We are a same-sex couple and we have been together now for 13 years. We always knew we would like to have children so, for us, adoption was the only option available. We have now been through the process three times and have successfully adopted three boys. They are not siblings but they share the same ethnicity. They are active boys and they share the same interests like running, cycling, playing with their cars or train set. For us they are a perfect together and I could not imagine a better match. Two of the children were found from outside our assessing agency and the other child in-house. However, to us it did not matter where the children came from as long as it was the right match. We were fully supported during the whole process so it did not really matter that the children were from a different borough.
Our first adoption was unfamiliar territory and I am not sure what we expected from the assessment. The process was intrusive as it ought to be given that the children had already experienced difficulties in their lives. In some cases we did not understand the relevance of some questions but we decided to go with it and see where it led. It turned out to be a good opportunity to be reflective about adoption and our background. It was only during the panel stages that we felt really nervous as the outcome rested with panel members who we had not met even though they would have read our report. We also felt this same nervousness when we went to both matching panels. However, at all the panels we got the outcome we were looking for and the social workers had expected.
We will forever be grateful to the Westminster adoption team who helped us create our family. Over the 10 years that we have been involved in the adoption process we have met many people within the team. They were always supportive and easy to approach, so much so that when we decided to adopt for the second time there was never any doubt about going with the same agency.
In 2011 we decided that we really enjoyed being parents and felt that we would like to expand our family. We had the space and the experience to take on another child and so we progressed our interest.
It goes without saying that for us the second adoption was an easier journey than the first and we found it more like a reflection of how things have changed over the previous 2 ½ years since our first child joined us. I think it helped that we were familiar with the process this time. This time around the match happened quicker than our first adoption. We then decided that we both had the energy to adopt again. We returned to the borough with which we had successfully adopted our two previous sons and progressed our interest. We undertook our first adoption with Westminster City Council and the second was undertaken when all three boroughs joined to become one adoption services: The Borough of Hammersmith & Fulham, The Royal Borough of Kensington and Chelsea, and Westminster City Council.
The logistics between the different boroughs were noted but essentially the process was much the same. We accepted that people are different –and just worked with the different social worker styles. We were happy to talk and share.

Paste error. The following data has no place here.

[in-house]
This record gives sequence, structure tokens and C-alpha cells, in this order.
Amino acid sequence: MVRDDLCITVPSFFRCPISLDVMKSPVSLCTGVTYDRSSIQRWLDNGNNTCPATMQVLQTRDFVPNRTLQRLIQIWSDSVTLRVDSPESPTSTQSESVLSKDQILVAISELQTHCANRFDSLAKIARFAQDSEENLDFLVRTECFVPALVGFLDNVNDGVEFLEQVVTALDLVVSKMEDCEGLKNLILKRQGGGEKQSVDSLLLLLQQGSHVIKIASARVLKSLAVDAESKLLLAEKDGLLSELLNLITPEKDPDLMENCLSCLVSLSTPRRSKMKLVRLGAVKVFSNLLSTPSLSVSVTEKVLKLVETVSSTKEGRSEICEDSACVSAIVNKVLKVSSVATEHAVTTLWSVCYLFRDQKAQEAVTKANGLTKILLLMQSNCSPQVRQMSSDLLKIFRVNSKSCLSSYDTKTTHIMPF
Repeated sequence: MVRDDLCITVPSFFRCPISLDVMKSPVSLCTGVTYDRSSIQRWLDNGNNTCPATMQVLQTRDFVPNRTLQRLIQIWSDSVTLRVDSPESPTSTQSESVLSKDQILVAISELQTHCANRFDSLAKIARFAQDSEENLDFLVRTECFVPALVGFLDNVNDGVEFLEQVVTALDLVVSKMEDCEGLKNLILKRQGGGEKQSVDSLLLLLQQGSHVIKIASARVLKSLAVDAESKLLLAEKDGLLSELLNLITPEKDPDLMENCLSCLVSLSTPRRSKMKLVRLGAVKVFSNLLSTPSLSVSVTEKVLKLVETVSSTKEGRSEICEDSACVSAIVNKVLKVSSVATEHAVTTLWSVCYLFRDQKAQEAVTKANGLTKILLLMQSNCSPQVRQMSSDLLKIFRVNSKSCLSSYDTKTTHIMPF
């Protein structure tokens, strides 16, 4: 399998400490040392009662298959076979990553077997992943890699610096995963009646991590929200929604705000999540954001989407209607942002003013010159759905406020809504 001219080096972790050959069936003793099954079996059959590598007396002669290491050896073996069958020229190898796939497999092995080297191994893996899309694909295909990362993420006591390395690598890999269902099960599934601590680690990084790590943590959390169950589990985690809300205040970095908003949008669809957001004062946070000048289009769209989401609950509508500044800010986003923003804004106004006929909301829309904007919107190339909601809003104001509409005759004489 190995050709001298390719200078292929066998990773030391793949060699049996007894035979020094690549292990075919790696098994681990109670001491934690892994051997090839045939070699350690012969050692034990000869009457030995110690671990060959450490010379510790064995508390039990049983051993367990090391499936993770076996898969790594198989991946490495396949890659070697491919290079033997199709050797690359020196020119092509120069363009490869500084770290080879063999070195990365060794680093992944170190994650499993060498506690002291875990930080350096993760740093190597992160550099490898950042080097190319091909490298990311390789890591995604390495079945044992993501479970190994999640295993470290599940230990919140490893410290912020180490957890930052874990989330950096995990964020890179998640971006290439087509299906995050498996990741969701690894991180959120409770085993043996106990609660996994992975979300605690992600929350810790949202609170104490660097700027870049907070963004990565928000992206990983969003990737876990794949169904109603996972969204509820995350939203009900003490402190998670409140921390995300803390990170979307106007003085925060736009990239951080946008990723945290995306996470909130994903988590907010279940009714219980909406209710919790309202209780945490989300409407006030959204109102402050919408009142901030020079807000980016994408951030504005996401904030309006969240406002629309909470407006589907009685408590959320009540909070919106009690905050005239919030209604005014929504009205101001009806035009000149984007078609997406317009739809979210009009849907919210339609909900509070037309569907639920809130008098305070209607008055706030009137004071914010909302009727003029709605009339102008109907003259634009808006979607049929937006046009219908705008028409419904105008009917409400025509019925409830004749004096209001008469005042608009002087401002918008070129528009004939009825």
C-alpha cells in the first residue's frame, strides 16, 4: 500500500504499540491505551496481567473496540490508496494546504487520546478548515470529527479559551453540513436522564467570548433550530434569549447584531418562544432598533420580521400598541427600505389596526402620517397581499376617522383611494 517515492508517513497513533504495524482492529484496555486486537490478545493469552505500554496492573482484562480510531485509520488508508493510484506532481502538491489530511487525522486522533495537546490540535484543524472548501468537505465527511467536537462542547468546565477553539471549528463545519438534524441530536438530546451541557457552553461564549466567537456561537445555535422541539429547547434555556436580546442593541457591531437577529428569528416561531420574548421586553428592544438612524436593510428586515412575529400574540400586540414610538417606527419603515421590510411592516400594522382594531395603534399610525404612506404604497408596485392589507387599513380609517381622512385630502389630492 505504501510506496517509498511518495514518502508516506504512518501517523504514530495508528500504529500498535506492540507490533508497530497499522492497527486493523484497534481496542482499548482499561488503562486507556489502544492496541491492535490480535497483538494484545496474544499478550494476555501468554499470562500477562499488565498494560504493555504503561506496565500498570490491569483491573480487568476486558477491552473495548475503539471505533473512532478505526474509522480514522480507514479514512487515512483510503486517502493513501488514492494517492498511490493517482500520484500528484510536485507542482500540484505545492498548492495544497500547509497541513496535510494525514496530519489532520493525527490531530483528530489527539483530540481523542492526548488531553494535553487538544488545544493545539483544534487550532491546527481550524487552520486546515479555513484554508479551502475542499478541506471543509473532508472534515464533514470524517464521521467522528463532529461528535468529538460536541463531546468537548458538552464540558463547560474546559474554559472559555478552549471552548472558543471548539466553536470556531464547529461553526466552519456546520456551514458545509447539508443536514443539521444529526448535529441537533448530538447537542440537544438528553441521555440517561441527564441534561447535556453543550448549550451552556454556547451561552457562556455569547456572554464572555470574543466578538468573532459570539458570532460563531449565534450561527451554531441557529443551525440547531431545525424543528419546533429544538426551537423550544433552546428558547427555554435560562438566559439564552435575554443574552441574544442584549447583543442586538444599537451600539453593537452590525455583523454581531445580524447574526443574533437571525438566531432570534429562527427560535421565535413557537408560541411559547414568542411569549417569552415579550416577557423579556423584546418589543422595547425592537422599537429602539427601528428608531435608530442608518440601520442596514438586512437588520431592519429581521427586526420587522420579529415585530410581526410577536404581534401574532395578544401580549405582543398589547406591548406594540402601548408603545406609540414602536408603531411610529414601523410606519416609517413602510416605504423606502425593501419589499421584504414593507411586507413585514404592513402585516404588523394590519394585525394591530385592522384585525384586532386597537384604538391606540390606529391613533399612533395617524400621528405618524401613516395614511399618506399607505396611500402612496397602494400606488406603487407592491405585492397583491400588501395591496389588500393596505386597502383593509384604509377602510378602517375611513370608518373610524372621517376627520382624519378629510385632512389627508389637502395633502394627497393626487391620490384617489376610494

Thinking back, what changed for the third adoption was that we were given the opportunity to meet with the medical advisor to gain an independent view of the child’s development now and for the future. We found this reassuring and wished we had been able to do this with our earlier adoptions. We would recommend this to anyone considering adoption in the future.
It was December 2015 when we commenced our third adoption journey. By now we were very relaxed and comfortable with the adoption assessment and had a great social worker who took us through the process. We were informed about a possible match in April 2016 and were successfully matched to the child in July. He has been with us around two months, so it is still early days but we are looking forward to finalising the adoption order in the future. We are now learning the logistics of having three children and managing the school run.
The eldest child already has a young brother; the middle child has been the baby of the family for 4-5 years so he now has to learn to share his parents with another child.
There are those moment when everything is just how we envisaged it – we are all sitting side by side on the sofa and everyone is comfortable and content. This is the picture we had hoped for.
We did not plan to adopt three children when we embarked on our initial adoption and so when people ask why we didn’t adopt a sibling group of three I guess we did not realise that was our plan at the time. I guess it was a case of “Let’s see how each new addition pans out before doing it again”.
“Did we plan on having three boys?” is the other question we are often asked and the answer is no. When we progressed our third adoption we could easily have said we wanted a girl but instead we decided it was more important for us to find the child that fitted into our family. We had to take the needs of the other two children into account especially as they are now 10 and 5 years old respectively and they are established members of our family.
We are finding our feet with all three children but we are adjusting well to having another addition to our family. They do keep us busy but I would not wish it any other way. I know how lucky we are that they are our sons.
We have been asked if three is our limit? Who knows? Let’s see how we go!
If you are inspired by Andy & Kieran’s story and think you could adopt register your interest in adoption here and we will call you back.